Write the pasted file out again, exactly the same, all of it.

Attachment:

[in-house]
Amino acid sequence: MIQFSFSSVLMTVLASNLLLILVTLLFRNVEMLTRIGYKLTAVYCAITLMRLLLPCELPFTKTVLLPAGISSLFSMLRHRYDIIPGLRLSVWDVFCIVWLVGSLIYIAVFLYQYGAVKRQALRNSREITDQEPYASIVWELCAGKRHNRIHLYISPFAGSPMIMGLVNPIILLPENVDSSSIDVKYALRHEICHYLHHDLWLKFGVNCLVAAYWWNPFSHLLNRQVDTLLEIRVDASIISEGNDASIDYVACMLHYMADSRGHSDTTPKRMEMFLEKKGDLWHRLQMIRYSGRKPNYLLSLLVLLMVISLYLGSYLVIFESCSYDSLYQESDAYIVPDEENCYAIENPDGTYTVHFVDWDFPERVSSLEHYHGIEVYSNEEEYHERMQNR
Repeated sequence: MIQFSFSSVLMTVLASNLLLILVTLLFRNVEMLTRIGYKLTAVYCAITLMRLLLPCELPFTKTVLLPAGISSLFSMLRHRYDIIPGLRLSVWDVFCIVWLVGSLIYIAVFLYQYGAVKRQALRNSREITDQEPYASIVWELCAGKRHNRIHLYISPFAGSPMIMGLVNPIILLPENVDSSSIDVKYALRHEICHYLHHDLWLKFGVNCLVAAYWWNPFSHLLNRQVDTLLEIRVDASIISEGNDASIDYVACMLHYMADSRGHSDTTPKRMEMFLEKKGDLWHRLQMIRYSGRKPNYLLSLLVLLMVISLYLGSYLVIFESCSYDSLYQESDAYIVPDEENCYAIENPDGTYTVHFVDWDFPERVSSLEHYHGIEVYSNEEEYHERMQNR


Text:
[in-house]
Amino acid sequence: MIQFSFSSVLMTVLASNLLLILVTLLFRNVEMLTRIGYKLTAVYCAITLMRLLLPCELPFTKTVLLPAGISSLFSMLRHRYDIIPGLRLSVWDVFCIVWLVGSLIYIAVFLYQYGAVKRQALRNSREITDQEPYASIVWELCAGKRHNRIHLYISPFAGSPMIMGLVNPIILLPENVDSSSIDVKYALRHEICHYLHHDLWLKFGVNCLVAAYWWNPFSHLLNRQVDTLLEIRVDASIISEGNDASIDYVACMLHYMADSRGHSDTTPKRMEMFLEKKGDLWHRLQMIRYSGRKPNYLLSLLVLLMVISLYLGSYLVIFESCSYDSLYQESDAYIVPDEENCYAIENPDGTYTVHFVDWDFPERVSSLEHYHGIEVYSNEEEYHERMQNR
Repeated sequence: MIQFSFSSVLMTVLASNLLLILVTLLFRNVEMLTRIGYKLTAVYCAITLMRLLLPCELPFTKTVLLPAGISSLFSMLRHRYDIIPGLRLSVWDVFCIVWLVGSLIYIAVFLYQYGAVKRQALRNSREITDQEPYASIVWELCAGKRHNRIHLYISPFAGSPMIMGLVNPIILLPENVDSSSIDVKYALRHEICHYLHHDLWLKFGVNCLVAAYWWNPFSHLLNRQVDTLLEIRVDASIISEGNDASIDYVACMLHYMADSRGHSDTTPKRMEMFLEKKGDLWHRLQMIRYSGRKPNYLLSLLVLLMVISLYLGSYLVIFESCSYDSLYQESDAYIVPDEENCYAIENPDGTYTVHFVDWDFPERVSSLEHYHGIEVYSNEEEYHERMQNR